Energy and greenhouse gas profiles of polyhydroxybutyrates derived from corn grain: A life cycle perspective

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    Abstract

    Polyhydroxybutyrates (PHB) are well-known biopolymers derived from sugars or vegetable oils. Cradle-to-gate environmental performance of PHB derived from corn grain is evaluated through life cycle assessment (LCA), particularly nonrenewable energy consumption and greenhouse gas emissions. Site-specific process information on the corn wet milling and PHB fermentation and recovery processes was obtained from Telles. Most of energy used in the corn wet milling and PHB fermentation and recovery processes is generated in a cogeneration power plant in which corn stover, assumed to be representative of a variety of biomass sources that could be used, is burned to generate electricity and steam. County level agricultural information is used in estimating the environmental burdens associated with both corn grain and corn stover production. Results show that PHB derived from corn grain offers environmental advantages over petroleum-derived polymers in terms of nonrenewable energy consumption and greenhouse gas emissions. Furthermore, PHB provides greenhouse gas credits, and thus PHB use reduces greenhouse gas emissions compared to petroleum-derived polymers. Corn cultivation is one of the environmentally sensitive areas in the PHB production system. More sustainable practices in corn cultivation (e.g., using no-tillage and winter cover crops) could reduce the environmental impacts of PHB by up to 72%.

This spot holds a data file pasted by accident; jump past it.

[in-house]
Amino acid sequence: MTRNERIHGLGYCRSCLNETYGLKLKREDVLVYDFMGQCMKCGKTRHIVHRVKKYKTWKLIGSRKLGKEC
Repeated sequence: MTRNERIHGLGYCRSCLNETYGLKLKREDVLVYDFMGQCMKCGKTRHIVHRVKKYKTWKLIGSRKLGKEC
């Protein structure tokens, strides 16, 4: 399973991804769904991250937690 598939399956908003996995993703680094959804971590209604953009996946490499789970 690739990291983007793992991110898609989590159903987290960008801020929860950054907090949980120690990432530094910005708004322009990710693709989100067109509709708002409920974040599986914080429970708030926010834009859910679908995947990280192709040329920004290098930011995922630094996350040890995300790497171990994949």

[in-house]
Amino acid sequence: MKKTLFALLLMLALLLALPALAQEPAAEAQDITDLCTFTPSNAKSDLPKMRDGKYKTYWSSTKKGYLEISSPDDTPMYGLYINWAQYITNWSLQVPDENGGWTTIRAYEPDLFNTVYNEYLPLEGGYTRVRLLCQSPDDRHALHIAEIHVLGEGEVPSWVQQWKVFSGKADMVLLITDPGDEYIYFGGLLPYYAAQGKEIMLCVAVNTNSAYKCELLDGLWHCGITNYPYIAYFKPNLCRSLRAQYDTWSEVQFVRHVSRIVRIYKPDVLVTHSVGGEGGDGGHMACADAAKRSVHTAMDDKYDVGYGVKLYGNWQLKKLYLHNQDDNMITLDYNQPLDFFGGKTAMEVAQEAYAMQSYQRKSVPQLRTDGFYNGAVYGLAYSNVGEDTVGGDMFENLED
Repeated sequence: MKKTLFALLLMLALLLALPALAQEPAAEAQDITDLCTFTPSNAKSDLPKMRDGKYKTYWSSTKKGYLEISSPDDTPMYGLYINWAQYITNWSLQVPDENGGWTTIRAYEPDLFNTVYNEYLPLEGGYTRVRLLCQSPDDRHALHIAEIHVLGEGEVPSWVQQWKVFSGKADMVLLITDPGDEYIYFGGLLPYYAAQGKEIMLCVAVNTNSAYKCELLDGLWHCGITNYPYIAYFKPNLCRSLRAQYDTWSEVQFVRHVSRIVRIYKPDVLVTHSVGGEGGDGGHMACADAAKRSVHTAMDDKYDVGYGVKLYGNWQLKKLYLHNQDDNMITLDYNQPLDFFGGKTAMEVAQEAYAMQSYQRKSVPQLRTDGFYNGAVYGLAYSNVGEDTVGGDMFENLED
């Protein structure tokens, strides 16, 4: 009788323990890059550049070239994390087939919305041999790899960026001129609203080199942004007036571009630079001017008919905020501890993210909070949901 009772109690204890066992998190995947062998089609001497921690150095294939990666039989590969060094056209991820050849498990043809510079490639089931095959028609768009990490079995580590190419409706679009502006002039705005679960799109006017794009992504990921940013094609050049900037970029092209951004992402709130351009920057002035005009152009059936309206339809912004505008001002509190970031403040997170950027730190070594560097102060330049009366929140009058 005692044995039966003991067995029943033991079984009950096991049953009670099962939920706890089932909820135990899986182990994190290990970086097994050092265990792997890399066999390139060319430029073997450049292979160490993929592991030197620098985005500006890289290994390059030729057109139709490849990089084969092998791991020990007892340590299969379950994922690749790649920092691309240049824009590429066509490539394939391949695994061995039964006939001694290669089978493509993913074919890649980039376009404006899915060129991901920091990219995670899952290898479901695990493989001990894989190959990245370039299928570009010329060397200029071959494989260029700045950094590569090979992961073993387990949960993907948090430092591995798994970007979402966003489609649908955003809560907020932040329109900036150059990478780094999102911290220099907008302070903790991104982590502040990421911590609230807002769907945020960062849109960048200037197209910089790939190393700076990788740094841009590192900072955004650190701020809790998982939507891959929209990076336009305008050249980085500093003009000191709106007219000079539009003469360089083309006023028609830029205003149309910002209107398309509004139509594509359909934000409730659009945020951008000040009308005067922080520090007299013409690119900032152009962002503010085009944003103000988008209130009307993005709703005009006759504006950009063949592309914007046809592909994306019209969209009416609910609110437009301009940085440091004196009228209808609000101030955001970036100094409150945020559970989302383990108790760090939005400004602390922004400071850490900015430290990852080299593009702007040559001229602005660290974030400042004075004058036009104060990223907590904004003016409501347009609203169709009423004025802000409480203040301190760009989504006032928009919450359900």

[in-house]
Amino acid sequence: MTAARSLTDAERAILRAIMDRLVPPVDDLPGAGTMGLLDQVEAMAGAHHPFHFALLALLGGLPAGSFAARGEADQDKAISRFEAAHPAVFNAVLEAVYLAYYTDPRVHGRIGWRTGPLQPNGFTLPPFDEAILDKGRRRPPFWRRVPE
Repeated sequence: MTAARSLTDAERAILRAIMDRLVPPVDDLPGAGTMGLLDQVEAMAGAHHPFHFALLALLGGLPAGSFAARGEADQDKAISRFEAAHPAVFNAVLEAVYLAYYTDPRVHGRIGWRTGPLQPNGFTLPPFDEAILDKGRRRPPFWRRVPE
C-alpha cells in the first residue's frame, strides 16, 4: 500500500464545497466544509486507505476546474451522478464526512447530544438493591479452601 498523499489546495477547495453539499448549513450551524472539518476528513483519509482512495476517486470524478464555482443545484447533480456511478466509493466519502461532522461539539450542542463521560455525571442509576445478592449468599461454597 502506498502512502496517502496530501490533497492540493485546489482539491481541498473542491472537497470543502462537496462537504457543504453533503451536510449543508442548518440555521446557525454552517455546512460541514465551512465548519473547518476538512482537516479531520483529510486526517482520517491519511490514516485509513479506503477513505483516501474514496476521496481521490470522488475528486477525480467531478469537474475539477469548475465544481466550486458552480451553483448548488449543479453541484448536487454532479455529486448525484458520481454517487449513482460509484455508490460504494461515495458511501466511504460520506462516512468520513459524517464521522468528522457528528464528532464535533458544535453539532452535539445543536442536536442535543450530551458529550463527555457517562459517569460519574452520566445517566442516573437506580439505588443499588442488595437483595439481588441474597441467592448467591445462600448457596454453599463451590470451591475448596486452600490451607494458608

Original languageEnglish (US)
    Pages (from-to)7690-7695
    Number of pages6
    JournalEnvironmental Science and Technology
    Volume42
    Issue number20
    DOIs
    StatePublished - Oct 15 2008

    Profile

    Androstanes
    maize
    Androgens
    greenhouse gas
    Melanesia
    Glucagon-Like Peptides
    Muscle Contraction
    Fermentation
    Energy utilization
    Equipment and Supplies
    energy
    Panthera
    Chalcone
    Gastrointestinal Hemorrhage
    Crops
    Electricity
    fermentation
    life cycle
    polymer
    petroleum

    ASJC Scopus subject areas

    • Chemistry(all)
    • Environmental Chemistry

    Cite this

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    title = "Energy and greenhouse gas profiles of polyhydroxybutyrates derived from corn grain: A life cycle perspective",
    abstract = "Polyhydroxybutyrates (PHB) are well-known biopolymers derived from sugars or vegetable oils. Cradle-to-gate environmental performance of PHB derived from corn grain is evaluated through life cycle assessment (LCA), particularly nonrenewable energy consumption and greenhouse gas emissions. Site-specific process information on the corn wet milling and PHB fermentation and recovery processes was obtained from Telles. Most of energy used in the corn wet milling and PHB fermentation and recovery processes is generated in a cogeneration power plant in which corn stover, assumed to be representative of a variety of biomass sources that could be used, is burned to generate electricity and steam. County level agricultural information is used in estimating the environmental burdens associated with both corn grain and corn stover production. Results show that PHB derived from corn grain offers environmental advantages over petroleum-derived polymers in terms of nonrenewable energy consumption and greenhouse gas emissions. Furthermore, PHB provides greenhouse gas credits, and thus PHB use reduces greenhouse gas emissions compared to petroleum-derived polymers. Corn cultivation is one of the environmentally sensitive areas in the PHB production system. More sustainable practices in corn cultivation (e.g., using no-tillage and winter cover crops) could reduce the environmental impacts of PHB by up to 72%.",